Kohler K-8487Now that I’ve remembered, I will go to the Kohler website and show her the hand spray photo on my iPhone. (She is much less flexible, at age 100, with anything involving change; we try to be sensitive to that). Who knows, in the last 7+ months she may have become accustomed to that big, heavy hand spray! Since we have no tools and aren’t handy, a plumber would need to be part of the hand-spray gift. Considering the total cost, we want to avoid a mistake.

We’ll be with her at Thanksgiving and I know I’ll find a reason to casually bring up the subject. Since my iPhone is never far from me, showing her the photo will be simple. If she still has interest, a gift guaranteed to please will be coming her way at holiday time.

We know our parents pretty well.  Nevertheless, aging does bring changes. I think we all want to give gifts that add to older people’s lives, not give them clutter or something that causes problems. That’s why–from now on–when, especially, an older family member mentions something that is broken, not working, not right, has been lost etc. etc., I’m going to keep a list and pull it out well in advance of a gift-giving occasion. As we try to help parents age well, doesn’t that make sense?

Changing weekly: “Of Current Interest”(right sidebar). Links to timely information and research from top universities, plus some free and some fun stuff–to help parents age well.

Help Parents Age Well and in Place: Old Bathrooms. Old Parents. New Shower Fittings for a 97-year-old Woman–Update: Now 100, Still in Her Home

IMG_0971Search engines connect to countless websites offering renovations to help aging parents and others remain in their homes when muscles, joints, and limbs become “ify.” Mobility problems may instantly flash “candidate for assisted living” in the minds of many and rightly so.

The flip side for others, however, is the cost (literally and emotionally) of moving vs. remaining in one’s home. Clearly, if mental capacity has become impaired, remaining at home is risky. When aging parents still have a “good head on their shoulders” and are adamant about remaining in their home, values and a philosophy of life come into play. And so it was for Sr. Advisor R, now 99.

Readers know she still lives, without daily help or a companion, in the 1-story home she and her husband built in the mid-1940’s. From the minute she left the hospital after surgery for a broken hip two years ago (she lost her balance and fell after making a quick turn to straighten out a picture her cleaning woman had turned around), going home was her only goal. After 4 months “of very hard work” (she’ll tell you) in a rehab center, she went home alone, refusing all offers of anyone’s staying there with her. But she couldn’t go home without a physical therapist visiting her home and making specific recommendation to make her home as accident proof as possible.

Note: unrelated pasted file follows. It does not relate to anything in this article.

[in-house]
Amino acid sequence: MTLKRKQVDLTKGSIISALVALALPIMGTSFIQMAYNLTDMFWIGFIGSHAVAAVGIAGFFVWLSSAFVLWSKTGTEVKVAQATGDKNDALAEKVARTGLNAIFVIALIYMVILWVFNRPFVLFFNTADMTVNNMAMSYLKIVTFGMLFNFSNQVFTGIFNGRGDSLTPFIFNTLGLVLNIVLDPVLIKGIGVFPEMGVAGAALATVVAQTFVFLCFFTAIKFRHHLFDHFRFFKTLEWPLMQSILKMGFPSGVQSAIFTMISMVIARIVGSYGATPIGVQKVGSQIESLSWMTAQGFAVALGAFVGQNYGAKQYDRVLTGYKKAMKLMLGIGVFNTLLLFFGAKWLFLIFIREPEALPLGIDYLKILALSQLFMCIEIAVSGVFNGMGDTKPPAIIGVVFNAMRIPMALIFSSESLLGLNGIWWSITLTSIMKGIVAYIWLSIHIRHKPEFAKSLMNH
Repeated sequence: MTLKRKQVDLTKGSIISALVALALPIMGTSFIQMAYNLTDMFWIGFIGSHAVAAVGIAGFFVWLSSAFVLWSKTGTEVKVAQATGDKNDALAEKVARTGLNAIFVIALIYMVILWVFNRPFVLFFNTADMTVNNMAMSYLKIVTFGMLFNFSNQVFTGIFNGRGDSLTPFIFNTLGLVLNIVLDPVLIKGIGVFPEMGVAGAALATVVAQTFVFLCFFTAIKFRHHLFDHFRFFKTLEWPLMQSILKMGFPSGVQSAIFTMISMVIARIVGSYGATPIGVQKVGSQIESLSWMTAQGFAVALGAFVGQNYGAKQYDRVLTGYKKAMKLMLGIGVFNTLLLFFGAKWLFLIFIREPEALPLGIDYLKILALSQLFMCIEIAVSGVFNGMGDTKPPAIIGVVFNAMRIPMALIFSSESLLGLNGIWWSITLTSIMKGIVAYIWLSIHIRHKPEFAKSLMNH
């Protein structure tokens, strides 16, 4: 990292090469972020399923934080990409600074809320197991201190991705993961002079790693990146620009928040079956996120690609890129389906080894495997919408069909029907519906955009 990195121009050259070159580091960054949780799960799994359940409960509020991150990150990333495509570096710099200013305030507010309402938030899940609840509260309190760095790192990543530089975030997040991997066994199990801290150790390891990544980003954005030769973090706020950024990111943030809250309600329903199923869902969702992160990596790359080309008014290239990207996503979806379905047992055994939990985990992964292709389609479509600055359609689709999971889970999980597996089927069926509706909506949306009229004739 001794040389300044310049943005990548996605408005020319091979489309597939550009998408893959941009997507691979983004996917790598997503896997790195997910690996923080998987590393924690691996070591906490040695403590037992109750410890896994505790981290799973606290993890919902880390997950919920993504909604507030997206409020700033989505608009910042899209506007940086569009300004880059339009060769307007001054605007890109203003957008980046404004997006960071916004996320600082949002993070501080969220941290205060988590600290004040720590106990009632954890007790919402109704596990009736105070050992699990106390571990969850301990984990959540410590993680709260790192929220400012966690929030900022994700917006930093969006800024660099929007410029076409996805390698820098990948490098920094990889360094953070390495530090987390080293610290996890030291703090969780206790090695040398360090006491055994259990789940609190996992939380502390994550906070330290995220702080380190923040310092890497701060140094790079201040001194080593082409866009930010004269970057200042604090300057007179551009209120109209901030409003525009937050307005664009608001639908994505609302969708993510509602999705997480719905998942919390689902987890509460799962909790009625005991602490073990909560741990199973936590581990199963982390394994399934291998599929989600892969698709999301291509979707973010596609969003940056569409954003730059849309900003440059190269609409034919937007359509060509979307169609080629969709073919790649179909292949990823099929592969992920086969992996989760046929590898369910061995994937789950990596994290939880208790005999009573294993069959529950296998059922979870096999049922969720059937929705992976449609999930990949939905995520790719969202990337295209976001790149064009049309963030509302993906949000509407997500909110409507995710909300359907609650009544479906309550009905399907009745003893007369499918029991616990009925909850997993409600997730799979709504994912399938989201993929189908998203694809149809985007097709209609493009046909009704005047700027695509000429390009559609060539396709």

R is smart, reads widely, orders through catalogs, and had already taken the initiative to have some of the usual grab bars, easier-to-grip handles for faucets etc. installed well before breaking her hip. She was limber enough before her fall to get in and out of a bath tub with help from the grab bars. But after hip surgery a shower became an easier option. That entailed updating her previously not-often-used shower.

IMG_0964The shower is about 4′ x 6′ and grab bars were installed on 3 walls: 2 horizontal and 1 vertical.  Looking in one sees a high step up. A vertical grab bar is unseen on the right wall, just as you step in (or out) and a left horizontal bar above the bench is easily grabbed when stepping into the shower. The 2nd horizontal bar plus a soap dish are within easy reach. Turning the corner, the shower control comes into view. The tile floor is from the ’40’s and would not be recommended today because of its somewhat slippery finish. R is very careful. Doesn’t stand to shower and doesn’t do much walking in the small confines.

Next, the shower control (on the wall opposite the bench) and the long metal shower hose hanging down for the hand-held sprayer attachment (there’s no shower head–only a vertical bar the sprayer could be attached to if used as a shower head, which it isn’t). The sprayer faces the shower controls but actually fastens into a holder on the 4th wall abutting the shower door and near grab bar.  R. says the sprayer attachment is heavier than she would have liked but, she says, “I wasn’t consulted.”

I have a Kohler spray attachment that I love. (Check it out, [e-faucets was least expensive a year ago]); I researched well before getting it. It’s as powerful as the big ones–good for a female, someone with small hands, or someone who wants/needs something relatively light and small. No doubt we’ll make that a gift (Mother’s Day will be here before we know it), but we will check with R first to make certain she’d like it.

The 4th wall, to which the sprayer head is attached, has the vertical grab bar that’s unseen in the photo.